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Beer, liquor will be on Nov. 3 general election ballot; first vote since 1978

Jeremy Holmes, standing, of Pigott Oil Co./Market Max, submits two alcohol petitions to board of supervisors president, Larry Montgomery, center, last week, asking the board to place the questions of legal sale of beer and light wine and liquor on the Nov. 3 general election ballot. Also pictured are second district supervisor Ken Craft, left; chancery clerk Shannon Fortinberry, and at right, fifth district supervisor Clifton “Pop” Carr. Hidden from view, but present, are third district supervisor Doug Popwell, board attorney Conrad Mord and fourth district supervisor Bruce Boyd.

For the first time in 42 years Walthall countians will be able to vote on two alcohol referendums in conjunction with the Nov. 3 general election.
The Times is carrying legal notices this week pertaining to two upcoming elections dealing with legal sale of alcoholic beverages in the county after the county board of supervisors accepted petitions from the required number of qualified electors, and voted to place both questions on the general election ballot in November. Both notices will run four weeks as official notification to voters that the election will be held.
The two local option elections are handled as two separate issues in Mississippi, and appear as such on the ballot.
Voters will be asked to vote either for or against the question of whether the sale, distribution and possession of alcoholic liquors shall be permitted in Walthall County.
Voters are also being asked to vote either for or against the question of whether the transportation, storage, sale, distribution, receipt and/or manufacture of wine or beer shall be permitted.
The number of counties where either beer or liquor or both are available (in some cases the county may be dry but a municipality or municipalities within those counties are wet) has been on the upswing over the years. Walthall is one of just a handful where alcoholic beverages cannot be legally purchased anywhere in its limits. It is surrounded on all sides by counties where liquor and/or beer is available, and alcohol is also available in neighboring Washington Parish, La., to the south.
Sale proponents have pointed to the loss of sales tax dollars, not only in alcohol sales, but sales of groceries, gasoline, tobacco products and other retail trade as residents cross county lines to make alcohol purchases, which almost always results in their purchasing other goods and services out of town, as well.
Countians are voting for the local option issues under the current Mississippi law governing liquor and beer and light wine. Under that law Mississippi is recognized as technically a “dry” state. The state has always been known as a temperance state. Alcohol had been illegal in the state since 1907. While beer sales have been allowed by local option since the repeal of prohibition in 1933, the state never ratified the 21st amendment ending U.S. prohibition, which lasted from Jan. 17, 1920 to Dec. 5, 1933.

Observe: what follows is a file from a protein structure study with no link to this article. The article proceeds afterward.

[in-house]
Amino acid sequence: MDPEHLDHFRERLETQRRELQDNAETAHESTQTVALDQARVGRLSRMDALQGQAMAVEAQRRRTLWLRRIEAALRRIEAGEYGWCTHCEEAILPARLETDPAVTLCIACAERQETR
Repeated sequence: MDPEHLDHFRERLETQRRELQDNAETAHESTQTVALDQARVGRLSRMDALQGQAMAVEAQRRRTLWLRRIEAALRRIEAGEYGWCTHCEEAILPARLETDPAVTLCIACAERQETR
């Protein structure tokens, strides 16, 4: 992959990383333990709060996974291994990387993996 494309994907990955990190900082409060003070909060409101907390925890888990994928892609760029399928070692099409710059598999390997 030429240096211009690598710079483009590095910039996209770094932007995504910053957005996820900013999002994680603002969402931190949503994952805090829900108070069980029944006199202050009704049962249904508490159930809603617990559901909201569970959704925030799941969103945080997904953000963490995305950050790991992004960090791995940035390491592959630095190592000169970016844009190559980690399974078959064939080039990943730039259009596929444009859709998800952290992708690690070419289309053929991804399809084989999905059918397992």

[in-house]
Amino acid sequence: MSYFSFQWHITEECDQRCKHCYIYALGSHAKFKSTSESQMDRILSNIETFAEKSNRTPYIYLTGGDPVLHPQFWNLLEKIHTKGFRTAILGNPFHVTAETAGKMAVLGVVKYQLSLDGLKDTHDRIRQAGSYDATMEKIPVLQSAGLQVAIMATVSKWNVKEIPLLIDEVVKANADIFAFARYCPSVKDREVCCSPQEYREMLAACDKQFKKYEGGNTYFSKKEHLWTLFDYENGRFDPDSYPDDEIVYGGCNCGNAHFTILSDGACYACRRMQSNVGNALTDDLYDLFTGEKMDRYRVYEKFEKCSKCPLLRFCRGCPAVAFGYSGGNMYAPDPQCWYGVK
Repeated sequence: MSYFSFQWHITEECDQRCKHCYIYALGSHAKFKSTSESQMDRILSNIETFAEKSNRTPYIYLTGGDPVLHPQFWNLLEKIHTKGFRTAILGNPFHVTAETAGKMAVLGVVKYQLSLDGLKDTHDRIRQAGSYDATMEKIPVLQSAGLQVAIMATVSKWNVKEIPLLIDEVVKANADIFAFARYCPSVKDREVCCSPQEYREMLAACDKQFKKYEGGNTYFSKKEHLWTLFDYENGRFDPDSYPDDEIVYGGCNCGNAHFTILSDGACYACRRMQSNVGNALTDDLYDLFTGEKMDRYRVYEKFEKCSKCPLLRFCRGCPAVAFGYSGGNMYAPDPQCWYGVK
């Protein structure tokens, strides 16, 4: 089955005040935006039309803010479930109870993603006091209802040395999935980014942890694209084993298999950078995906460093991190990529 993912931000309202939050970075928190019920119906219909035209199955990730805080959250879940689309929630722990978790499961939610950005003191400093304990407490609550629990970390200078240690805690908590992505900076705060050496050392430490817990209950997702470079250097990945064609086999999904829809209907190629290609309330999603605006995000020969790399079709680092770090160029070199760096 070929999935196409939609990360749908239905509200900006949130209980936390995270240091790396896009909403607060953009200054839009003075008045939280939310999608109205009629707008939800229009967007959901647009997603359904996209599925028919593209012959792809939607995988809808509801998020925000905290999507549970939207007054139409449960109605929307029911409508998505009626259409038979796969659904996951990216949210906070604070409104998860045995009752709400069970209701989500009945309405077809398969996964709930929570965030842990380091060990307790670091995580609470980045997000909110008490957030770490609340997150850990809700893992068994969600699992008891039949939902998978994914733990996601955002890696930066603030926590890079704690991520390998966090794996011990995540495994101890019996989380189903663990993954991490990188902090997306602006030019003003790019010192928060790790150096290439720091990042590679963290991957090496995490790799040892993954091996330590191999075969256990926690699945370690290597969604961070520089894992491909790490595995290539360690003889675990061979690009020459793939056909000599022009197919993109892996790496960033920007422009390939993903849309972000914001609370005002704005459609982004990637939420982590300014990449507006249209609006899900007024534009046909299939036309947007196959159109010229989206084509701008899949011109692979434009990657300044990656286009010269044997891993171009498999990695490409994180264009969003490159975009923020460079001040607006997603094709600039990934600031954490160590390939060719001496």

In 1966 Mississippi became the last state in the U.S. when the legislature okayed legal liquor sales by allowing local government entities–counties and/or cities–to vote to “come out from under the state’s dry law.”
That is the law countians will vote under come Nov. 3, and it remains in effect until Jan. 1, 2021. At that time, under legislation passed by the state House and Senate and signed by Gov. Tate Reeves this year, Mississippi officially becomes a “wet” state. State residents will still have to carry out local option elections in order to sell alcohol, however, possession, consumption and transportation of alcohol–beer or liquor–will no longer be prohibited in counties that are “dry” for alcohol sales.
Legal alcohol sale backers presented the board of supervisors with two petitions Tuesday, both certified by the circuit clerk’s office as having met the required number of signatures of registered county voters, asking for the issues to be placed on the ballot. By accepting the petitions Sept. 8, the two issues hit the 60-day window to be turned in prior to election day.
Earlier, a liquor petition was turned in to the board, but petitioners asked to withdraw it, and the board rescinded accepting it, when they found they were outside the 60-day limit.
Meantime, the drive continued to collect the required signatures for the beer and light wine petition.
The two petitions require different numbers for placement on the ballot. According to state statute, for liquor to be placed on the ballot for a vote, a petition containing the names of 1500 qualified electors or 20% of registered voters, whichever is lower, is required.
For the vote on beer and light wine, the law requires a petition with signatures of 20% of electors. That number changes frequently as people register to vote, move, die or otherwise are added to or removed from the roles. Circuit Clerk Vernon Alford estimated early on that the required signatures needed were at least 2016, based on the day he reviewed the roles.
In both cases, more than enough signatures were turned in and after over 1550 liquor signatures were verified, allowing for an adequate margin, the clerk’s office accepted the liquor petition.
As workers continued to gather signatures for the beer and light wine petition, once enough were verified for liquor, they went ahead with the signup until the week prior to turning in the petitions Tuesday. Well over 3000 names were turned in with the beer and light wine petition and deputy clerks stopped counting after over 2100 signatures were verified.

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